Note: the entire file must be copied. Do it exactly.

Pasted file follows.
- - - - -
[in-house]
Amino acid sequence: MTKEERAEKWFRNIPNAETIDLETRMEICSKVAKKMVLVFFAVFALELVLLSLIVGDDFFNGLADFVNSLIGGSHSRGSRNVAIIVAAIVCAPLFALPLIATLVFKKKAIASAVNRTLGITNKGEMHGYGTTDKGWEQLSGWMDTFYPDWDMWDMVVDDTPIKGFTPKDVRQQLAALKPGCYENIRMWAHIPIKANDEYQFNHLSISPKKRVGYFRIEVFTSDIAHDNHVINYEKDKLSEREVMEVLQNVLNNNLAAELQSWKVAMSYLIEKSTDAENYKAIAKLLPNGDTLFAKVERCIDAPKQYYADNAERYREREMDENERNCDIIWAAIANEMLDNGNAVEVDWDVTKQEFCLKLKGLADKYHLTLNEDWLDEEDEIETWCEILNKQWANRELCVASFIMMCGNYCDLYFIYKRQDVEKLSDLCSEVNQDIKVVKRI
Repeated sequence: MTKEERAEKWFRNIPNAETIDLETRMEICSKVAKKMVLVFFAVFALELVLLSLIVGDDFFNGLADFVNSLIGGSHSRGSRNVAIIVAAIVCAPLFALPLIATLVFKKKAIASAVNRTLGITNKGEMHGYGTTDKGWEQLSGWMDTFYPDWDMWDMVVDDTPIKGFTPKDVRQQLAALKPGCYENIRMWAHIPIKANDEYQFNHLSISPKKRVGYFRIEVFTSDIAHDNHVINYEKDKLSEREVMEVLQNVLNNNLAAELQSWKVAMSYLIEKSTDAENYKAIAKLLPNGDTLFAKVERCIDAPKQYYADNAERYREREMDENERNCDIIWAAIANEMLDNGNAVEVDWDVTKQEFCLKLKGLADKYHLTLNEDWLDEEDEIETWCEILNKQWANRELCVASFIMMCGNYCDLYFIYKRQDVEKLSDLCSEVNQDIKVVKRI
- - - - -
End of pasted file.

[in-house]
Amino acid sequence: MTKEERAEKWFRNIPNAETIDLETRMEICSKVAKKMVLVFFAVFALELVLLSLIVGDDFFNGLADFVNSLIGGSHSRGSRNVAIIVAAIVCAPLFALPLIATLVFKKKAIASAVNRTLGITNKGEMHGYGTTDKGWEQLSGWMDTFYPDWDMWDMVVDDTPIKGFTPKDVRQQLAALKPGCYENIRMWAHIPIKANDEYQFNHLSISPKKRVGYFRIEVFTSDIAHDNHVINYEKDKLSEREVMEVLQNVLNNNLAAELQSWKVAMSYLIEKSTDAENYKAIAKLLPNGDTLFAKVERCIDAPKQYYADNAERYREREMDENERNCDIIWAAIANEMLDNGNAVEVDWDVTKQEFCLKLKGLADKYHLTLNEDWLDEEDEIETWCEILNKQWANRELCVASFIMMCGNYCDLYFIYKRQDVEKLSDLCSEVNQDIKVVKRI
Repeated sequence: MTKEERAEKWFRNIPNAETIDLETRMEICSKVAKKMVLVFFAVFALELVLLSLIVGDDFFNGLADFVNSLIGGSHSRGSRNVAIIVAAIVCAPLFALPLIATLVFKKKAIASAVNRTLGITNKGEMHGYGTTDKGWEQLSGWMDTFYPDWDMWDMVVDDTPIKGFTPKDVRQQLAALKPGCYENIRMWAHIPIKANDEYQFNHLSISPKKRVGYFRIEVFTSDIAHDNHVINYEKDKLSEREVMEVLQNVLNNNLAAELQSWKVAMSYLIEKSTDAENYKAIAKLLPNGDTLFAKVERCIDAPKQYYADNAERYREREMDENERNCDIIWAAIANEMLDNGNAVEVDWDVTKQEFCLKLKGLADKYHLTLNEDWLDEEDEIETWCEILNKQWANRELCVASFIMMCGNYCDLYFIYKRQDVEKLSDLCSEVNQDIKVVKRI